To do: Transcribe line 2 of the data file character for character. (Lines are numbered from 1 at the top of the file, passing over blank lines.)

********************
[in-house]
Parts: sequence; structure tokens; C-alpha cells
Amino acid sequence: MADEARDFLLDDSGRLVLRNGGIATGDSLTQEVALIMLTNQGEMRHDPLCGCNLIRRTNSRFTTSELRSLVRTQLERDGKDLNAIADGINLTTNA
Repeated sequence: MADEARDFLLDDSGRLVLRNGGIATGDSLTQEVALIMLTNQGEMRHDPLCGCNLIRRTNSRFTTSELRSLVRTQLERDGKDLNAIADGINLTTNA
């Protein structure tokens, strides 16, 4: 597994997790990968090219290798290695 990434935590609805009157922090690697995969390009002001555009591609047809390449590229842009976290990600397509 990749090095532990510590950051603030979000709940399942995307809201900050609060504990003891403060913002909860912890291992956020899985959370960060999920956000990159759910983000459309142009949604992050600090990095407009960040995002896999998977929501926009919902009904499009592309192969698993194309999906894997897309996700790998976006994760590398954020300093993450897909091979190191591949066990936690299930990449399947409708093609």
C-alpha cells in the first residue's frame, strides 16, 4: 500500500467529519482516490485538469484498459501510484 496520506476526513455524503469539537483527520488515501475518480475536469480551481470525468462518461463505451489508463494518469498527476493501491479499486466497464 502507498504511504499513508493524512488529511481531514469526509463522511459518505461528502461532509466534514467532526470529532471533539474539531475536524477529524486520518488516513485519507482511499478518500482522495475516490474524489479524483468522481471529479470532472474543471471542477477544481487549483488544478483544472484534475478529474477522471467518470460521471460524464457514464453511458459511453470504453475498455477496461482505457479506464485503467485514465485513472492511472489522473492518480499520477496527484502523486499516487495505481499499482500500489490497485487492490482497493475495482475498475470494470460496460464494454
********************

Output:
Parts: sequence; structure tokens; C-alpha cells